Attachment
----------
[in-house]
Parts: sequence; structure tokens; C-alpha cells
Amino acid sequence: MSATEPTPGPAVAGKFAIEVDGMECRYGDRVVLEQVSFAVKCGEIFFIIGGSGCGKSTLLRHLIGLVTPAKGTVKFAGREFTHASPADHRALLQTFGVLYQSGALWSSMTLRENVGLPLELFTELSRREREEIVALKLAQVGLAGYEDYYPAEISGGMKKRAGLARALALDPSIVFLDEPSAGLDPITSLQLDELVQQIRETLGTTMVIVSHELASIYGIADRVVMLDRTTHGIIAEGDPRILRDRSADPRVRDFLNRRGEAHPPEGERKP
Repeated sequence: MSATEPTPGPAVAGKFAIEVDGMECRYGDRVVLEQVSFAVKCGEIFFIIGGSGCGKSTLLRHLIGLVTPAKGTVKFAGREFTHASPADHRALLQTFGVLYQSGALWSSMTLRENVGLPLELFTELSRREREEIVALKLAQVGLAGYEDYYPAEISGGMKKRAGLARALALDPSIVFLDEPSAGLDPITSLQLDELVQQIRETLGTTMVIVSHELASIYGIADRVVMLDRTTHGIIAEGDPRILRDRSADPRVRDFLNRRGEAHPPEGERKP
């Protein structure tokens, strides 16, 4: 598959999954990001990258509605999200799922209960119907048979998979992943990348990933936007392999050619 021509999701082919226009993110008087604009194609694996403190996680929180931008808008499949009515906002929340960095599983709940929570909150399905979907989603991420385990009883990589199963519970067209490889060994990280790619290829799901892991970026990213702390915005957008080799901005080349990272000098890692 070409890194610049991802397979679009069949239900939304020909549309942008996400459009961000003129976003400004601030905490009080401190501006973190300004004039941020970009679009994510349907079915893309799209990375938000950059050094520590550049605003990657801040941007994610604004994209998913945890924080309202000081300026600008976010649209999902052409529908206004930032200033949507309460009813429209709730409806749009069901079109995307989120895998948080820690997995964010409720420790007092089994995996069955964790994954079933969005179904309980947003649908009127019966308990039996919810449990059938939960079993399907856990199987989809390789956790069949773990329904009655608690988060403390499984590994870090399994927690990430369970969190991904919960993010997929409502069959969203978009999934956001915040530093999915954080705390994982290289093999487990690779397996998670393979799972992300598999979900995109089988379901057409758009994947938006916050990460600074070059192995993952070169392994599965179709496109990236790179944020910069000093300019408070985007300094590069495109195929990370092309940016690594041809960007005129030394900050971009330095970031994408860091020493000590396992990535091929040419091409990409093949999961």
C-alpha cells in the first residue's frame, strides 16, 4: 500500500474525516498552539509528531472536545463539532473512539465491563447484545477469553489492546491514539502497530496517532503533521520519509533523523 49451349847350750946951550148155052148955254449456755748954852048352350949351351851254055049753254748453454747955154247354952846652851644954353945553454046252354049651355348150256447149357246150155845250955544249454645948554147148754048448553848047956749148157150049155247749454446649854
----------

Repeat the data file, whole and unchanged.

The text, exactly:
[in-house]
Parts: sequence; structure tokens; C-alpha cells
Amino acid sequence: MSATEPTPGPAVAGKFAIEVDGMECRYGDRVVLEQVSFAVKCGEIFFIIGGSGCGKSTLLRHLIGLVTPAKGTVKFAGREFTHASPADHRALLQTFGVLYQSGALWSSMTLRENVGLPLELFTELSRREREEIVALKLAQVGLAGYEDYYPAEISGGMKKRAGLARALALDPSIVFLDEPSAGLDPITSLQLDELVQQIRETLGTTMVIVSHELASIYGIADRVVMLDRTTHGIIAEGDPRILRDRSADPRVRDFLNRRGEAHPPEGERKP
Repeated sequence: MSATEPTPGPAVAGKFAIEVDGMECRYGDRVVLEQVSFAVKCGEIFFIIGGSGCGKSTLLRHLIGLVTPAKGTVKFAGREFTHASPADHRALLQTFGVLYQSGALWSSMTLRENVGLPLELFTELSRREREEIVALKLAQVGLAGYEDYYPAEISGGMKKRAGLARALALDPSIVFLDEPSAGLDPITSLQLDELVQQIRETLGTTMVIVSHELASIYGIADRVVMLDRTTHGIIAEGDPRILRDRSADPRVRDFLNRRGEAHPPEGERKP
């Protein structure tokens, strides 16, 4: 598959999954990001990258509605999200799922209960119907048979998979992943990348990933936007392999050619 021509999701082919226009993110008087604009194609694996403190996680929180931008808008499949009515906002929340960095599983709940929570909150399905979907989603991420385990009883990589199963519970067209490889060994990280790619290829799901892991970026990213702390915005957008080799901005080349990272000098890692 070409890194610049991802397979679009069949239900939304020909549309942008996400459009961000003129976003400004601030905490009080401190501006973190300004004039941020970009679009994510349907079915893309799209990375938000950059050094520590550049605003990657801040941007994610604004994209998913945890924080309202000081300026600008976010649209999902052409529908206004930032200033949507309460009813429209709730409806749009069901079109995307989120895998948080820690997995964010409720420790007092089994995996069955964790994954079933969005179904309980947003649908009127019966308990039996919810449990059938939960079993399907856990199987989809390789956790069949773990329904009655608690988060403390499984590994870090399994927690990430369970969190991904919960993010997929409502069959969203978009999934956001915040530093999915954080705390994982290289093999487990690779397996998670393979799972992300598999979900995109089988379901057409758009994947938006916050990460600074070059192995993952070169392994599965179709496109990236790179944020910069000093300019408070985007300094590069495109195929990370092309940016690594041809960007005129030394900050971009330095970031994408860091020493000590396992990535091929040419091409990409093949999961």
C-alpha cells in the first residue's frame, strides 16, 4: 500500500474525516498552539509528531472536545463539532473512539465491563447484545477469553489492546491514539502497530496517532503533521520519509533523523 49451349847350750946951550148155052148955254449456755748954852048352350949351351851254055049753254748453454747955154247354952846652851644954353945553454046252354049651355348150256447149357246150155845250955544249454645948554147148754048448553848047956749148157150049155247749454446649854